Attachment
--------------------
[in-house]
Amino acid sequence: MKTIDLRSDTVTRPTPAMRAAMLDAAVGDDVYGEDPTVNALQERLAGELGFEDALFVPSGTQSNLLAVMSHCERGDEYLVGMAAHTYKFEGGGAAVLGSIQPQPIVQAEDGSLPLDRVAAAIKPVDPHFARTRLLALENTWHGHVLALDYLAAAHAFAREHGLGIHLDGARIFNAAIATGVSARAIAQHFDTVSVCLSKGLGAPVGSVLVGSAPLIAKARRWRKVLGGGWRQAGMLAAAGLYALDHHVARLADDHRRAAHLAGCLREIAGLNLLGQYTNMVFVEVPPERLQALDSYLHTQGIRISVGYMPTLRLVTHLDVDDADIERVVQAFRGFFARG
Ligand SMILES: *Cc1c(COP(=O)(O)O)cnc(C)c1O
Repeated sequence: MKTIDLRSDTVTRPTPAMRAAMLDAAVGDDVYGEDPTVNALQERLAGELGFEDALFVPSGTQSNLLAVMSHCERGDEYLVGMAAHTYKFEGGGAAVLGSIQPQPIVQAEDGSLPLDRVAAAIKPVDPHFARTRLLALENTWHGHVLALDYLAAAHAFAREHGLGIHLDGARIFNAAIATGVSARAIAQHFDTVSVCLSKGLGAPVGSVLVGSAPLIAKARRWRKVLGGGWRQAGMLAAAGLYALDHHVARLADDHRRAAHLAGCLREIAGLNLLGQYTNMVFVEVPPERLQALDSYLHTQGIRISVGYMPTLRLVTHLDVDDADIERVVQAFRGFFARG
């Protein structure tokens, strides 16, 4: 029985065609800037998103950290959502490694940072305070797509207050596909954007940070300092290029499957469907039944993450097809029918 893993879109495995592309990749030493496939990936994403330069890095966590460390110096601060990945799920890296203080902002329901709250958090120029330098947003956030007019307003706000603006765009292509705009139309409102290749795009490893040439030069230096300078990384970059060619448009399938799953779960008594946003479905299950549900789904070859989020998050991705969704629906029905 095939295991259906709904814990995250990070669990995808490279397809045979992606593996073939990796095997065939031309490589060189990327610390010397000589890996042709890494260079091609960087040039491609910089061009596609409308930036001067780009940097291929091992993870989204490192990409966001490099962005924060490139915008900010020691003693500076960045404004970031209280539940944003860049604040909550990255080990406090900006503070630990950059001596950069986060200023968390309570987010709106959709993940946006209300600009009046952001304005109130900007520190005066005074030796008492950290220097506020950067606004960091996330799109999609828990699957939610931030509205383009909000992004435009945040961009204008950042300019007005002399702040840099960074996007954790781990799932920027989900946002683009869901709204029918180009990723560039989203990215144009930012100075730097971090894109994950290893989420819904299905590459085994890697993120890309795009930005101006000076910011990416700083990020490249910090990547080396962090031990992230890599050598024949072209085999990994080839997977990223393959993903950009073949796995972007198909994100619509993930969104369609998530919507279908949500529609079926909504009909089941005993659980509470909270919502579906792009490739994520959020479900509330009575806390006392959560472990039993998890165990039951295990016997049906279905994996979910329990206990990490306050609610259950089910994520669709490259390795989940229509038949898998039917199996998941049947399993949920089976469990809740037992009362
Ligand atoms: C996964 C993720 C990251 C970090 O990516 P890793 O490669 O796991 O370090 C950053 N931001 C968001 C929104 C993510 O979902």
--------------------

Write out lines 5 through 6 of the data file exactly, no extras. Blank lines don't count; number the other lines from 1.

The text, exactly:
């Protein structure tokens, strides 16, 4: 029985065609800037998103950290959502490694940072305070797509207050596909954007940070300092290029499957469907039944993450097809029918 893993879109495995592309990749030493496939990936994403330069890095966590460390110096601060990945799920890296203080902002329901709250958090120029330098947003956030007019307003706000603006765009292509705009139309409102290749795009490893040439030069230096300078990384970059060619448009399938799953779960008594946003479905299950549900789904070859989020998050991705969704629906029905 095939295991259906709904814990995250990070669990995808490279397809045979992606593996073939990796095997065939031309490589060189990327610390010397000589890996042709890494260079091609960087040039491609910089061009596609409308930036001067780009940097291929091992993870989204490192990409966001490099962005924060490139915008900010020691003693500076960045404004970031209280539940944003860049604040909550990255080990406090900006503070630990950059001596950069986060200023968390309570987010709106959709993940946006209300600009009046952001304005109130900007520190005066005074030796008492950290220097506020950067606004960091996330799109999609828990699957939610931030509205383009909000992004435009945040961009204008950042300019007005002399702040840099960074996007954790781990799932920027989900946002683009869901709204029918180009990723560039989203990215144009930012100075730097971090894109994950290893989420819904299905590459085994890697993120890309795009930005101006000076910011990416700083990020490249910090990547080396962090031990992230890599050598024949072209085999990994080839997977990223393959993903950009073949796995972007198909994100619509993930969104369609998530919507279908949500529609079926909504009909089941005993659980509470909270919502579906792009490739994520959020479900509330009575806390006392959560472990039993998890165990039951295990016997049906279905994996979910329990206990990490306050609610259950089910994520669709490259390795989940229509038949898998039917199996998941049947399993949920089976469990809740037992009362
Ligand atoms: C996964 C993720 C990251 C970090 O990516 P890793 O490669 O796991 O370090 C950053 N931001 C968001 C929104 C993510 O979902």